Raja Taimur Hassan
Monthly Economic Affairs Islamabad
Published Date: Aug 12, 2014
Role of Information & Communication Technology in Economic Development
This age of information and knowledge has emerged as a means to
address economic growth and development around the world. Information
and Communication Technology (ICT) has enabled countries to be more
productive, most efficient, and spur their economic growth. Numerous
studies indicate a strong link between ICT and economic growth which
means that open ICT policies contribute to higher GDP. During the past
many years, due to much delay in spectrum auction for next generation,
investors remained reluctant to take any bold decision with regard to
investment in ICT.
The statistics of past 6 years (2007-2012) reveal the sharp declining
trend in investment of telecom sector. According to Economic Survey of
Pakistan 2013-14, only in one fiscal year 2011-12, total investments in
the telecom sector stood around US $240.3 million, as compared to US
$493.25 million in fiscal 2010-11. These statistics show that total
investments in the telecom sector fell by 51.28 percent in 2011-12. But
in the very next two years 2012-13 and 2013-14 (July-March), there is
increase in investments by 96.42 percent and 11.55 percent, where total
investments stood at US $472 million and US $526.5 million respectively.
Apart from that, the telecom sector has contributed a record amount
of Rs. 133 billion and Rs. 124 billion to the national exchequer in FY
2012 and FY 2013 respectively.
Currently, Pakistan has joined the race of 159 countries that have
already adopted 3G/4G technologies. Now after this auction, it is
expected that the telecom sector would revive again and huge investment
would come in the next couple of months, which in turn will enhance
socio-economic development, and increase employment in Pakistan.
Pakistan has a chance to gear up its struggle to make up for the lost
time and transform its economy into value-added information and
knowledge based economy. Any further delay will adversely affect the
poor and the rich alike.
Linking ICT with Agriculture
ICT and knowledge are critical inputs for agricultural development in
the world over. Many studies show that the induction of 3G/4G
technologies and the proliferation of mobile phones across the globe
have raised productivity and income of small farmers. It is true for
poor farmers living in rural areas in Asia and Africa. Updated and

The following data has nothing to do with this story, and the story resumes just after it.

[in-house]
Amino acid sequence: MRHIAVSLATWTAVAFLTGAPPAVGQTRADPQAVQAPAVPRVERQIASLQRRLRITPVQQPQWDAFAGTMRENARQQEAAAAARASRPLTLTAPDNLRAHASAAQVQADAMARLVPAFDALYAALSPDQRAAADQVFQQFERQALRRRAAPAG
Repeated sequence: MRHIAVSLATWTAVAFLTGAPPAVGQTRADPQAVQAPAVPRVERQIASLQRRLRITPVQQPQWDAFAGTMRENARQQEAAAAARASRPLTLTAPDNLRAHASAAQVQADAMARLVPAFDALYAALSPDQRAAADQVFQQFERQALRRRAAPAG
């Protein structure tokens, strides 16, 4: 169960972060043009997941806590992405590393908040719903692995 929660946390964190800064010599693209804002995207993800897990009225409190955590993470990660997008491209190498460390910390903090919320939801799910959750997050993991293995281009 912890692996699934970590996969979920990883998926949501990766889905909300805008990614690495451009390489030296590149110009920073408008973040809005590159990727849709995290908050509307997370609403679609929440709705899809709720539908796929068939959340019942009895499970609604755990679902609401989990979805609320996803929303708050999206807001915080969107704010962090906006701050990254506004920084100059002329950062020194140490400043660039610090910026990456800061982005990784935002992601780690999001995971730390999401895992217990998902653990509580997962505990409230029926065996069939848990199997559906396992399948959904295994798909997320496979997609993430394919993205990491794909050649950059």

speedy information through mobile applications allows the farmers to
cope with and even benefit from change in weather patterns, soil
conditions and epidemics of pests and diseases.
Pakistan is an agrarian country and the agriculture sector has
undergone tremendous changes over the past few decades. High illiteracy,
weak linkage with research, poor reach to far-off farmers and lack of
awareness are some critical constraint to agriculture development in
Pakistan. Farmers have little information about market prices in urban
areas of their own country. The result of this information asymmetry is
price dispersion. And the same goods sell for widely different prices in
markets merely a few kilometers apart.
Through mobile phones and an integrated ICT approach, which includes
digitization of information and village information kiosks, this problem
can be overcome by informing both producers and consumers of the prices
offered for agricultural products in various locations. This in turn
would significantly contribute to development in agriculture.
Linking ICT with Public Service Delivery
After the adoption of next generation mobile broadband, government at
provincial, district, tehsil and even at union council level can govern
better, teachers can teach and inform better and doctors can diagnose
and treat better. Because this high speed broadband and ICT services,
such as e-education, e-governance, and e-commerce etc., allow government
services to be delivered to the people at their doorsteps. It does not
only help inclusive economic development but also has far reaching
impacts on diverse fields such as prevention of rural-to-urban
migration, women empowerment and even climate change.
Now Pakistan, without any delay, should formulate its own national
broadband plan and framework and create an environment so that
information and communication technologies (ICTs) can reach their full
potential. Moreover, government needs to review tax imposed on telecom
industry in order to encourage investments.